Improving Inpatient Management of Parkinson’s at SWBH
The 2006 NICE guidelines for Parkinson’s offer advice for the best management of hospital inpatients with Parkinson’s.¹ The guidance advises that Parkinson’s drugs should not be withdrawn abruptly or changed suddenly on admission to hospital. This involves making every effort to give Parkinson’s drugs at the usual time and at the patient’s usual dosage. Adjustments to their medication or their normal regime should only occur after discussion with a Parkinson’s specialist. The guidance also advises that Speech and Language therapy (SLT) input should be available to inpatients where necessary. The importance of local application of NICE guidelines is well recognised and has been audited nationally.²
The aim of this audit was to evaluate our Trust’s Parkinson’s Service against the national guidelines. Currently, within the Trust there are no local guidelines in place for the inpatient management of this complex disease.
The Trust’s coding department identified all patients with Parkinson’s that had been admitted over a one year period between July 2013 – July 2014. 207 of the 560 patients identified were selected for audit with the remaining 353 patients excluded because they were: elective admissions, admissions less than 24 hours or where a formal diagnosis of Parkinson’s had not been made.
Data was collected by retrospective audit of 40 admissions, using a proforma tool based on NICE guidelines for Parkinson’s.
PD medications administration
117 doses of various Parkinson’s medications were missed during in patient stay. 37% of patients brought their medication into hospital with them. Doses were also missed due to incomplete prescribing in 30% of cases, despite 92% of patients had a medication list available at the time of admission; either they were not prescribed or were prescribed incorrectly. Of those prescriptions that were incomplete, the majority took more than 48 hours to be corrected. Where the drug was non-formulary, it was often not immediately available, leading to delays in receiving their medication.
Referrals to Parkinson’s specialists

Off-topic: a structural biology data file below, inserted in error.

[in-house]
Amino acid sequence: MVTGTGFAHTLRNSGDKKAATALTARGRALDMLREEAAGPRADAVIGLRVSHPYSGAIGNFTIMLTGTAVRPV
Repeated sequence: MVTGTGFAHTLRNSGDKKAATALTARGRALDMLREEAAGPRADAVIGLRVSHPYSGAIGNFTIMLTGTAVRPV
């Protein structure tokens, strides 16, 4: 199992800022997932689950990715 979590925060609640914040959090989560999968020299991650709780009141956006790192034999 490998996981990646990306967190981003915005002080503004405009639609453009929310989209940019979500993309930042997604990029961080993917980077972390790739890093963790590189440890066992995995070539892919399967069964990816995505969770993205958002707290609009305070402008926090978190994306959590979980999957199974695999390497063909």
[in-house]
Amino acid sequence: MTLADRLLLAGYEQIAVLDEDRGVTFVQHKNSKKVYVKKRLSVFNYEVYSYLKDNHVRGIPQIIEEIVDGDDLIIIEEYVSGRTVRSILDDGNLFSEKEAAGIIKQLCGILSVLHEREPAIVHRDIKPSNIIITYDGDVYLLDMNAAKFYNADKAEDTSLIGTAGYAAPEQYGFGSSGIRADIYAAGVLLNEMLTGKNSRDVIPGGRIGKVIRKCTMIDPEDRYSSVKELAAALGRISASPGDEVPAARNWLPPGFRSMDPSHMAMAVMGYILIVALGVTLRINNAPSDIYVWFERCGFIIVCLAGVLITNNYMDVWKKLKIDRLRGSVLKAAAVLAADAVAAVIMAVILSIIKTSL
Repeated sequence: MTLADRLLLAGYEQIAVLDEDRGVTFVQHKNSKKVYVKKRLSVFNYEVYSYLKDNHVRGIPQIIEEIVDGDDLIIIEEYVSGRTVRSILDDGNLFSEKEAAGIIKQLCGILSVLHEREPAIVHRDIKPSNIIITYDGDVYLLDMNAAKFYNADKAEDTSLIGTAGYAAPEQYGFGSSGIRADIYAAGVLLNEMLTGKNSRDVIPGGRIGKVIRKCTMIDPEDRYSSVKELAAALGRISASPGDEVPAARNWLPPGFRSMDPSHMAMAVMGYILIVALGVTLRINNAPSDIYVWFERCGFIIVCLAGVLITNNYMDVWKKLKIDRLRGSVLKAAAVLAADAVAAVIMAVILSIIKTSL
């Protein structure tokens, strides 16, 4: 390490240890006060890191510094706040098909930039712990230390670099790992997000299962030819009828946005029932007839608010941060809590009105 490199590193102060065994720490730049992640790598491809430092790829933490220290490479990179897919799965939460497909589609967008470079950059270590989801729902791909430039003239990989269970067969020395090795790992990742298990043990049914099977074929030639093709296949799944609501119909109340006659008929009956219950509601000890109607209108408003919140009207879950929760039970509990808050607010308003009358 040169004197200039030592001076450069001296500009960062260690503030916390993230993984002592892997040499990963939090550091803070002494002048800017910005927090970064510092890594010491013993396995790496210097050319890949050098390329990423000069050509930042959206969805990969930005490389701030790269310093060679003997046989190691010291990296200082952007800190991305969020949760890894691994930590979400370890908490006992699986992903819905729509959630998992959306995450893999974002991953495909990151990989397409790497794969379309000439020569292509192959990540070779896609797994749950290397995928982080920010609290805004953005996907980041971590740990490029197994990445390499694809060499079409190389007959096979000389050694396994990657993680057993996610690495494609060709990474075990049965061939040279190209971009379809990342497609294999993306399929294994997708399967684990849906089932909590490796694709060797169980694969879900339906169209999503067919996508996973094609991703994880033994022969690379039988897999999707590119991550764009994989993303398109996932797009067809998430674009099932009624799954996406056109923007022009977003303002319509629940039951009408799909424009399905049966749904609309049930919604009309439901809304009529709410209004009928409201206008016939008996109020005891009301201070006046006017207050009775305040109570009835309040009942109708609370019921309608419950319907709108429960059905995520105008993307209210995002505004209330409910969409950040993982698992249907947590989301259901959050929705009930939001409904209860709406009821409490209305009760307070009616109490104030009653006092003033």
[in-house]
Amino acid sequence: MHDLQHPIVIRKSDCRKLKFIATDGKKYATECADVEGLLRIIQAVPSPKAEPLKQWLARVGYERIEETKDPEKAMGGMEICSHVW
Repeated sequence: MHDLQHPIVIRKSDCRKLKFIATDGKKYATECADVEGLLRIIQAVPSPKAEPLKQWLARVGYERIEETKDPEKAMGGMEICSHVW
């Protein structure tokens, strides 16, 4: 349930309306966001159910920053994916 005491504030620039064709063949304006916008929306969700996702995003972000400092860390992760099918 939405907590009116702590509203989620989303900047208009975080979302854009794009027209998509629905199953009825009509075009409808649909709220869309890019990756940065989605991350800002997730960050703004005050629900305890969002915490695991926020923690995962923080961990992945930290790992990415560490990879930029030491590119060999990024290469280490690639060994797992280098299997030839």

Patients were admitted for a range of clinical reasons and were managed by a mix of specialities. Of the 40 patients, 9 were managed on elderly care wards with direct input from a Parkinson’s specialist with the remainder of patients managed on other wards. 65% of patients were not referred to a Parkinson’s specialist.
However, where referrals were made to a Parkinson’s specialist, the time to review was efficient; 50% of referrals being made were within one day of admission and 57% were reviewed by a Parkinson’s specialist less than 48 hours later.
Nearly half of the patients were made nil-by-mouth at some point during the admission. However, only 37.5% were referred to SLT and, of those, less than half were seen within 24 hours. Alternative routes of Parkinson’s medications were considered; of the 19 patients nil-by-mouth, 8 had nasogastric tube in place, 5 had Madopar dispersible tablets and 6 had a Rotigotine patch.
Parkinsons medications are being missed inappropriately. There is a lack of referral to Parkinson’s specialists in the Trust even though Parkinson’s is a very complex disease to manage. These findings reflect a lack of knowledge of Parkinson’s management amongst allied healthcare professionals and need for development of an inpatient pathway.
The Trust is developing an inpatient management of Parkinson’s pathway to improve patients’ continuity of medications on admission and to facilitate the direct admission of Parkinson’s patients to elderly care wards which have input from a Parkinson’s specialist. This will be made available to access via the Trust’s intranet. It is also necessary to liaise with pharmacy and the drug and therapeutic committee to improve availability of Parkinson’s
medications on wards.
To improve understanding of Parkinson’s, the audit findings were presented on the elderly care ward alongside an informative poster to educate allied healthcare professionals about Parkinson’s. Ward based education on nil-bymouth decisions took place to ensure nurses are aware of the importance of prompt referral to SLT, who should prioritise Parkinson’s referrals to be seen within 24 hours. To improve knowledge of Parkinson’s amongst junior doctors, teaching sessions will be delivered to raise awareness on the complications associated with abrupt withdrawal or sudden changes of Parkinson’s medications.
E Baker, A Majeed, N Afsheen, H Naqvi
- Parkinson’s disease – Diagnosis and management in primary and secondary care, NICE clinical guideline 35, 2006
- Parkinson’s UK Clinical Steering Committee, National Parkinson’s audit 2012.
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